The “time and cost” value equation of WGS, however, is still a reason why food companies do not routinely use WGS. Do note that over the past two years, turn around time and costs have been significantly reduced (e.g., a five-business day turn for Listeria WGS is about $500). However, this value equation is either still not good enough, and/or companies are still saying that the tests are “too long and too costly” as a shield for not wanting to enter FDA’s territory.


Clearly, FDA sees WGS as a savior; euphemistically speaking, if use of the technology prevents even one illness, then its use is warranted. And, since the technology is available, an informed public would most likely want FDA to use it. So, it may be that as time progresses, public and political pressure may push WGS forward independent of food safety professionals wanting to do so or not.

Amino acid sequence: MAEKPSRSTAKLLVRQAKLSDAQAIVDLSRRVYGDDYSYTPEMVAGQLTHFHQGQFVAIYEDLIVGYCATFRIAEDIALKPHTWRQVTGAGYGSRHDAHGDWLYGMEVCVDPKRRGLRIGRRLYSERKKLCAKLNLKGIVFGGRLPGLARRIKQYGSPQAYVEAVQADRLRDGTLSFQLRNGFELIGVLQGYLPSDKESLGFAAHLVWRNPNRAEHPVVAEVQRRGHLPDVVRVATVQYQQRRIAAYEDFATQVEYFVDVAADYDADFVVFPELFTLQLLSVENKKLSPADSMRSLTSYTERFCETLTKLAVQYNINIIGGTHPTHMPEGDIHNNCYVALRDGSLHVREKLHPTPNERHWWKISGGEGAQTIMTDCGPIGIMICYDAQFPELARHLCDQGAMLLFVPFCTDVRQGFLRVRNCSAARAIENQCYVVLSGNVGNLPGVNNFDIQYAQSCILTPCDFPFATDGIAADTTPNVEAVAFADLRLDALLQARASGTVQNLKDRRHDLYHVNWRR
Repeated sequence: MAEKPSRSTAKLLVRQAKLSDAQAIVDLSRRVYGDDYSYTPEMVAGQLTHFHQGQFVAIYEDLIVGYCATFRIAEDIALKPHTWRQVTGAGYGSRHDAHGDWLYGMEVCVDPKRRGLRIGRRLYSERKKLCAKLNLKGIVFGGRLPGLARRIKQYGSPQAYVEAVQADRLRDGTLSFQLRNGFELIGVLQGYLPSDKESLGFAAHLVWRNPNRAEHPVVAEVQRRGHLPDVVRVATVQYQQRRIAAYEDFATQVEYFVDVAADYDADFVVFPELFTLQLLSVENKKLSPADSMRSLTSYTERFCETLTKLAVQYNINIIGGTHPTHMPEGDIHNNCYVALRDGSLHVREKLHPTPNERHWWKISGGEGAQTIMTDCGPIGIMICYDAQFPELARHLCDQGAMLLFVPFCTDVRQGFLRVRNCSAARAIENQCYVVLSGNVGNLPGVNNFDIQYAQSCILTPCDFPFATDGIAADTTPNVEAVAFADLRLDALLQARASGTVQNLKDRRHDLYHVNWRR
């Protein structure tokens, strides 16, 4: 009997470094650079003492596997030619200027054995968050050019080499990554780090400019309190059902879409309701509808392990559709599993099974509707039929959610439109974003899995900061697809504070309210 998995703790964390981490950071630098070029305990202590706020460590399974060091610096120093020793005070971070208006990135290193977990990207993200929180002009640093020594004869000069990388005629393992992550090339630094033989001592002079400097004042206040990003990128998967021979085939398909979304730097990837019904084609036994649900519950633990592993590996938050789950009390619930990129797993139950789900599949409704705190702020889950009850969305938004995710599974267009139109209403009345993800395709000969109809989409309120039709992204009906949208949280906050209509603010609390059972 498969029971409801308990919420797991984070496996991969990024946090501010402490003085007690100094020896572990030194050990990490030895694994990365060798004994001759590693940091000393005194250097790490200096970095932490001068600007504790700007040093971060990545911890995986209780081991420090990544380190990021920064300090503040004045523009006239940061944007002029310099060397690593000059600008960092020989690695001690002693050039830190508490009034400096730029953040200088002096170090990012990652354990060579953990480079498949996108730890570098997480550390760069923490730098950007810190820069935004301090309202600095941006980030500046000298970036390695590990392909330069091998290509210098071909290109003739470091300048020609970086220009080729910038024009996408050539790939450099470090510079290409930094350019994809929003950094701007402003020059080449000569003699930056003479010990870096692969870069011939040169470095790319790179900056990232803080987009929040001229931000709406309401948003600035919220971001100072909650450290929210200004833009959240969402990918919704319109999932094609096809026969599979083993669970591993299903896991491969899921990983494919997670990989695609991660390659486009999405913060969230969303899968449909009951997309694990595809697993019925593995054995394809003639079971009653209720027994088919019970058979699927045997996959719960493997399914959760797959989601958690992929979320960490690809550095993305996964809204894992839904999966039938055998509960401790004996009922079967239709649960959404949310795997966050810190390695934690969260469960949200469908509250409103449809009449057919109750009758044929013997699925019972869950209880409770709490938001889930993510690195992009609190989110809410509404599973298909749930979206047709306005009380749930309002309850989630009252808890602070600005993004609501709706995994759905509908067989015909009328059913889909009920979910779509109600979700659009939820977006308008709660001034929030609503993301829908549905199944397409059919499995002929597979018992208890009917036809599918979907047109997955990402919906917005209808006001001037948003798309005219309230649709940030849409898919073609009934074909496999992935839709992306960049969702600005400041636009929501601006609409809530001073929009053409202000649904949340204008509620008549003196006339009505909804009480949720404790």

Having WGS in its toolkit also allows FDA to trumpet what it is doing: WGS is a well-defined technology, and the public can understand it (especially when the public watches crime shows that use DNA testing, or consumers use DNA sequencing for ancestry determination purposes). FDA will continue to use these tools to find organisms, such as Listeria monocytogenes, which can cause significant adverse health consequences or death to the small populations that are highly susceptible to the organism’s effects.

This is also why FDA continues to maintain a “zero tolerance” policy for
Listeria monocytogenes. This is not the case worldwide (e.g., Canada and Australia), but it is the position FDA has taken. Granted, the rationale for this is to protect the public health, but it also allows FDA to conduct deeper investigations into a food company’s practices and, when resident pathogens are detected and linked to human illness, initiate the enforcement actions the public would expect them to take.